If you think team cohesion is overrated, consider this anecdote from Tony Dungy, legendary NFL coach.
This was in response to a question from the host on The James Brown Show, about the talent of the 2006-2007 Colts team – who won Super Bowl XLI – in comparison to the six other teams Dungy had coached:
“You know, there were a lot of talented teams in Indianapolis. That team was about number five in the group of seven.” (in terms of player skill and talent)
“Really?” Brown asked.
“Yes. The difference was, they were the team that worked together the best. They had that cohesion.”
He went on to describe how they came back from being down in key games, and won against long odds because they wouldn’t let adversity get the better of them, and continued to function well as a unit. He complimented Peyton Manning for being a good organizer, and the offensive coordinator for creating situations that played to all these strengths (no-run offense).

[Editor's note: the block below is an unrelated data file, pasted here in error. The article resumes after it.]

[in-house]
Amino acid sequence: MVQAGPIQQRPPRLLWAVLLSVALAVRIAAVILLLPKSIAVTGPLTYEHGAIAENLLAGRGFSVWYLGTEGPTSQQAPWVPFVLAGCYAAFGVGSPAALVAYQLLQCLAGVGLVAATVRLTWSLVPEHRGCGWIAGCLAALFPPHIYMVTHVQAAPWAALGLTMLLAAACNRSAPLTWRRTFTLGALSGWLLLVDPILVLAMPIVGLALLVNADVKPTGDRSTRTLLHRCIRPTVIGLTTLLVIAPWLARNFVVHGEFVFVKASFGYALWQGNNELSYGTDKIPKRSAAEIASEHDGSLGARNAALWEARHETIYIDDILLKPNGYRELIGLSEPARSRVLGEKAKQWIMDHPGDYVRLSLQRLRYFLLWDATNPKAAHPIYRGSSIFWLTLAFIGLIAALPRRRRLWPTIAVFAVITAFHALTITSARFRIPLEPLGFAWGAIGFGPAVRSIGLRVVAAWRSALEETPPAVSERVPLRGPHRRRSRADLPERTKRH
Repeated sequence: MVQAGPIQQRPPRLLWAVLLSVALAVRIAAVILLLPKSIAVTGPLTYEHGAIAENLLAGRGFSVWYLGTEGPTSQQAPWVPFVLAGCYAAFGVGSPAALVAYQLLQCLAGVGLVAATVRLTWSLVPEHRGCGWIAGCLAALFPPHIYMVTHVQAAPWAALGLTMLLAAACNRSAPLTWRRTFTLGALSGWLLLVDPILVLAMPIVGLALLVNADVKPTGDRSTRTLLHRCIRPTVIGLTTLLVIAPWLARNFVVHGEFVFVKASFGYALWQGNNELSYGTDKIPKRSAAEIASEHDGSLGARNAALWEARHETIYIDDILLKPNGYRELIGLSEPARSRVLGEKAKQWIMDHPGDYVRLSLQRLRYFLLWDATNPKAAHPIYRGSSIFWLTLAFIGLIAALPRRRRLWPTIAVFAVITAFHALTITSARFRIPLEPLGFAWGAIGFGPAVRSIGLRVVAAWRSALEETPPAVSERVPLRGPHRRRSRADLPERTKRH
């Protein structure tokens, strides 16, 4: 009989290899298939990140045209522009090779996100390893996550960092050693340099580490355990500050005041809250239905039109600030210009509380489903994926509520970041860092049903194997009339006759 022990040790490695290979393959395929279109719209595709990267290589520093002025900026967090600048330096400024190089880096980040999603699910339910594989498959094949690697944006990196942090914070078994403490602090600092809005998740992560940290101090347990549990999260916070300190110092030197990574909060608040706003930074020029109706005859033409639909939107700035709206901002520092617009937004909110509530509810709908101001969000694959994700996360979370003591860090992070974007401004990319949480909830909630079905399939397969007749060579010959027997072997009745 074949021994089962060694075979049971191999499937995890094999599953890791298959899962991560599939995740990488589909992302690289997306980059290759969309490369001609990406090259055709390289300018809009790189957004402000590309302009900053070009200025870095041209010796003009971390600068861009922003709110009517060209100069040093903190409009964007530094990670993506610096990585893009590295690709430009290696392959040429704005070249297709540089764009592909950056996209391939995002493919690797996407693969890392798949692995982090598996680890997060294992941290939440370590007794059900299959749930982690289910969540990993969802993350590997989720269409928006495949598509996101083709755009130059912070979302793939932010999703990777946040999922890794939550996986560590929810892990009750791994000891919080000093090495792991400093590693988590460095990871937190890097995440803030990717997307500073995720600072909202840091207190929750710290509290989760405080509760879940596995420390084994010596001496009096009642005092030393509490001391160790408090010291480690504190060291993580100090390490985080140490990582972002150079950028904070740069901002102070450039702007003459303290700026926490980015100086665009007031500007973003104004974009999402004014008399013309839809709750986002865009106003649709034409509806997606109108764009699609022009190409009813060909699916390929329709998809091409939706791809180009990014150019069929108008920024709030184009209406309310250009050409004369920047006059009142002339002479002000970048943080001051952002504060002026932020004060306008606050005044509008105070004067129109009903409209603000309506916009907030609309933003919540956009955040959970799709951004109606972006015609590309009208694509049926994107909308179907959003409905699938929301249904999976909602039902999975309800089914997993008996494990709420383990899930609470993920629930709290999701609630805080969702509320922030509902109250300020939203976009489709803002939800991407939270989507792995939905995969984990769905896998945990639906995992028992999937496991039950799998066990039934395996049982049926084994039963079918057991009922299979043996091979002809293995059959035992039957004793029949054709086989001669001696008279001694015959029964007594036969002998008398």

Think about that. Consider how powerful teams of people can be at any task, when their energy is multiplied by working together toward the same goals (rowing in the same direction), building on strengths, and not diverting energy or productivity into side projects or disputes…
James Brown asks great questions, and Tony acknowledged that he sometimes overlooked the needs of the individual in pursuit of the team’s goals. Incredibly, Dungy wrote a leadership book, The Mentor Leader, in just four months – in the middle of an NFL season!
This quote is also attributed to Dungy in a different source: “The secret to success is good leadership, and good leadership is all about making the lives of your team members or workers better.”
Patrick Lencioni is a respected trainer and author on the topic of organizational health and leadership. His best-selling books “The Five Dysfunctions of a Team”and “The Advantage” clearly illustrate through creative nonfiction and thoughtful analysis why cohesive teams are much more powerful, and how they work best with capable, supportive leaders at the helm. I’ve enjoyed both this past fall and winter.
There are many others out there who lift up and teach similar models of inclusive, supportive leadership and cohesive teamwork. I welcome your favorite resources and leaders in the comments!